Stewart, in a recent review, [66] highlighted the findings that the effect of depression as an independent risk factor for poor infant growth typically occurred in mothers/infants living in conditions of socioeconomic deprivation and among relatively deprived social groups in the economically developed world. One of the most replicated findings is the poorer birth outcomes for African-American women compared with non-Hispanic white women. [67]

Studies examining obstetric and neonatal complications in depressed mothers should be interpreted with caution because it is difficult to tease out the consequences of untreated depression from the consequences of exposure to antidepressant medication. In addition, most of the effects of antenatal psychological distress on birth outcomes have occurred in a setting of socioeconomic deprivation. Studies so far have shown that anxiety and depression influence obstetric/neonatal outcomes. However, the comorbid nature of the two conditions makes it difficult to examine their differential effects on birth outcomes. Furthermore, we expect a dose-response relationship; clinical diagnosis of anxiety or depression is likely to have a greater impact than the presence of symptoms alone, but there is little empirical research on this to date. However, findings from various studies indicate that screening and treatment for psychological distress, particularly depression, should begin in the antenatal period itself. Engel [68] highlighted that maternal mental health problems should ideally be an integral component of primary health care systems the world over.

   Maternal Mental Health and Child Emotional-Behavioral Outcomes Top

Maternal-fetal attachment

Maternal mental health significantly influences Maternal-fetal attachment (MFA), and infant-caregiver bonding begins fairly early in pregnancy. [69] In a recent metaanalysis, [70] 183 studies published between 1981 and 2006 were reviewed to examine predictors of MFA. Perceived social support predicted MFA to a greater extent when compared with other predictors such as anxiety, self-esteem and depression. Gestational age, however, had the highest effect size. Di Pietro [71] opined that while there is a fairly substantial literature on the development and moderation of psychological features of the maternal-fetal relationship, including the role of ultrasound imaging, relatively little is known about the manner in which maternal psychological functioning influences the fetus. Higher AA symptoms were related to less-optimal maternal-fetal quality of attachment, more negative attitudes toward self as mother and motherhood on the whole. [72] Similar trends were found for depressive symptoms as well. [69] A review of 22 studies on MFA found that the factors associated with higher levels of MFA included family support, greater psychological wellbeing and having an ultrasound performed. Factors such as depression, substance abuse and higher anxiety levels were associated with lower levels of MFA. [73]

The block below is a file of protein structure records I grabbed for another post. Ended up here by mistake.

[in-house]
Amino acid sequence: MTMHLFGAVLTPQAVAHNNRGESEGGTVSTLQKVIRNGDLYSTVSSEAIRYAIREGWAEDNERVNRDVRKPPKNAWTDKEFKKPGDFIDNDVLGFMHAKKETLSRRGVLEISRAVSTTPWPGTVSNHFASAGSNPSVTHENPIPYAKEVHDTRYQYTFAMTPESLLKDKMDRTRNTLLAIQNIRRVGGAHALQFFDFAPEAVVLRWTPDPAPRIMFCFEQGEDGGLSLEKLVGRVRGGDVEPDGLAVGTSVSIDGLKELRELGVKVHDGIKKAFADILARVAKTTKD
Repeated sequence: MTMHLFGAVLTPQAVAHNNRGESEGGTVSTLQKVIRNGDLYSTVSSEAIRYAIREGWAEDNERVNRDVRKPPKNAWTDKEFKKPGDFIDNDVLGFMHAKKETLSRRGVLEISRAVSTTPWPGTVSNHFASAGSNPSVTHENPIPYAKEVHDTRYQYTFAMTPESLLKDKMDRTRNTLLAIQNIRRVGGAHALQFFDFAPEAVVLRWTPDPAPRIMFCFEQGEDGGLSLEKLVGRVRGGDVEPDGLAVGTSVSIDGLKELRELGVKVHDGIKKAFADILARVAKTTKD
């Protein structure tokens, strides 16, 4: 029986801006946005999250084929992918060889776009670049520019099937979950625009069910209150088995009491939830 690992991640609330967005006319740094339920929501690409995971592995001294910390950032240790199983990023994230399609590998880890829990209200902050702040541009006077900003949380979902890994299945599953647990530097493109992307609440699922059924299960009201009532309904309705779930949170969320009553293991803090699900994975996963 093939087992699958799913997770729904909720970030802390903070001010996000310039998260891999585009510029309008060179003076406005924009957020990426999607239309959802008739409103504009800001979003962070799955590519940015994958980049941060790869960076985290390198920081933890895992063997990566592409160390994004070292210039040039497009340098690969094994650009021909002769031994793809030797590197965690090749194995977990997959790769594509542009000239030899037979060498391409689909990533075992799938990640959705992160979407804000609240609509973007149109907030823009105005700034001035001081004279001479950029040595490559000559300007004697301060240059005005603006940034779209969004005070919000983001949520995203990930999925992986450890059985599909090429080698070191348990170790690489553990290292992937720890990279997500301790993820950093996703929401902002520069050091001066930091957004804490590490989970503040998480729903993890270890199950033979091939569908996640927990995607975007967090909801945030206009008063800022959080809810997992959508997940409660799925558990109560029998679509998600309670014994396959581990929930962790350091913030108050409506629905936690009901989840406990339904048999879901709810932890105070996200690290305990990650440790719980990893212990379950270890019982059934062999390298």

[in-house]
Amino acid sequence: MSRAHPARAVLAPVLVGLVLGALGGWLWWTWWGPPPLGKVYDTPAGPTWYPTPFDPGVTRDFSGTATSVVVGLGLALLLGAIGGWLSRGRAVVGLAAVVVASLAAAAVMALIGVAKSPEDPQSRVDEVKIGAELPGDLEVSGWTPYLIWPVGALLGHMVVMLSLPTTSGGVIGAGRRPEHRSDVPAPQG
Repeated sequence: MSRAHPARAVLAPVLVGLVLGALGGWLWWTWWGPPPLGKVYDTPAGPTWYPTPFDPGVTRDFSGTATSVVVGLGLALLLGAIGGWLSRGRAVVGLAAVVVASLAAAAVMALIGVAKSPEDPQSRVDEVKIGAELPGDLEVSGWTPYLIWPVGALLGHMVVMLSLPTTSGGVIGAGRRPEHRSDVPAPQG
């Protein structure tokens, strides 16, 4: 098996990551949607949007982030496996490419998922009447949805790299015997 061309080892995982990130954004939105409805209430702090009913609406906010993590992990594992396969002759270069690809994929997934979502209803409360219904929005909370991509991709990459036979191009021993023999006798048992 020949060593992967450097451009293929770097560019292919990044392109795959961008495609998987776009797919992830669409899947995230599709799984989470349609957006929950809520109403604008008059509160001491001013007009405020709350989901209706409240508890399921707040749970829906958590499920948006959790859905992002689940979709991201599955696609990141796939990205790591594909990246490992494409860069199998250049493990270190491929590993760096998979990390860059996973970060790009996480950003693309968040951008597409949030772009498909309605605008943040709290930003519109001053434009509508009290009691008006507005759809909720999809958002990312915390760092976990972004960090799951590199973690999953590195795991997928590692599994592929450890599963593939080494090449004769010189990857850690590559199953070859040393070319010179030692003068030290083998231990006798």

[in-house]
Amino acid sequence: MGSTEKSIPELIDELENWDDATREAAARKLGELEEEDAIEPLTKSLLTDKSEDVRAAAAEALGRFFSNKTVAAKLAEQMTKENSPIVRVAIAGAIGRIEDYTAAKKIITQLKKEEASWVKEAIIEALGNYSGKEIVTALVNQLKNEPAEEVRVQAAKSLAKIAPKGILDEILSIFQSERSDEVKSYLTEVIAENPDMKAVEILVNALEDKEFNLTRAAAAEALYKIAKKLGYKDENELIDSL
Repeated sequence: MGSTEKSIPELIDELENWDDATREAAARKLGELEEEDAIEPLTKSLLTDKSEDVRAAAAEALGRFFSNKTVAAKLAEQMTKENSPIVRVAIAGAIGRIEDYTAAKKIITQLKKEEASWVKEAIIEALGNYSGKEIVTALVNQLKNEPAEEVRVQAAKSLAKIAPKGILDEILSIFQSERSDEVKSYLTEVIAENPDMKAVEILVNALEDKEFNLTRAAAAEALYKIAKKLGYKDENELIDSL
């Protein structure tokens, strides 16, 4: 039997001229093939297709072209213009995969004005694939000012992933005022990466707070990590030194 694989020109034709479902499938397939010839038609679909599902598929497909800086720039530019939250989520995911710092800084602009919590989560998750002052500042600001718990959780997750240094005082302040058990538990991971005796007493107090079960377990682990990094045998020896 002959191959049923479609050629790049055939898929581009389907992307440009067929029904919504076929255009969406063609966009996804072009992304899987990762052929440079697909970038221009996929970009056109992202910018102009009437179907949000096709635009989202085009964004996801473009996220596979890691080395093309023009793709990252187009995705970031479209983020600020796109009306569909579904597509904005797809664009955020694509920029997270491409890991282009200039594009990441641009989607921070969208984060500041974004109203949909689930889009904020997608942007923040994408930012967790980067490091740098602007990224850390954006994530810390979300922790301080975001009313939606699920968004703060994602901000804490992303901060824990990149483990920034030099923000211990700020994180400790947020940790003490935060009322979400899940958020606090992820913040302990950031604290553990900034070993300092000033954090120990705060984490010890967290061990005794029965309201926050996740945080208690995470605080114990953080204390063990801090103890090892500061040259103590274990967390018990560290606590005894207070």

Infant temperament

Parental psychological stress and psychopathology during pregnancy not only increased across their transition into parenthood but was also associated with difficult child temperament at 12 months postpartum. [74] In a large cohort study (Avon Longitudinal Study of Parents and Children; n=14,663), maternal depression at time 1 (6-8 months after child's birth) was found to predict difficult child temperament (child mood and temperament) at time 2 (21-24 months after child's birth). Paternal depression at time 1 also seemed to influence child temperament (child mood and intensity) at time 2, but the effects were more significant for male children than for female children. [75] Trait anxiety in mothers predicted difficult infant temperament, such as clinging behavior, frequent crying and irritability, independent of comorbid depression, sociodemographic and obstetric risk factors. [76] Treating maternal antenatal distress increased the likelihood of the child having an easy temperament, [77] a finding endorsed by a recent review that demonstrated that treating parental psychopathology resulted in significantly improved outcomes in child symptomatology and functioning. [78]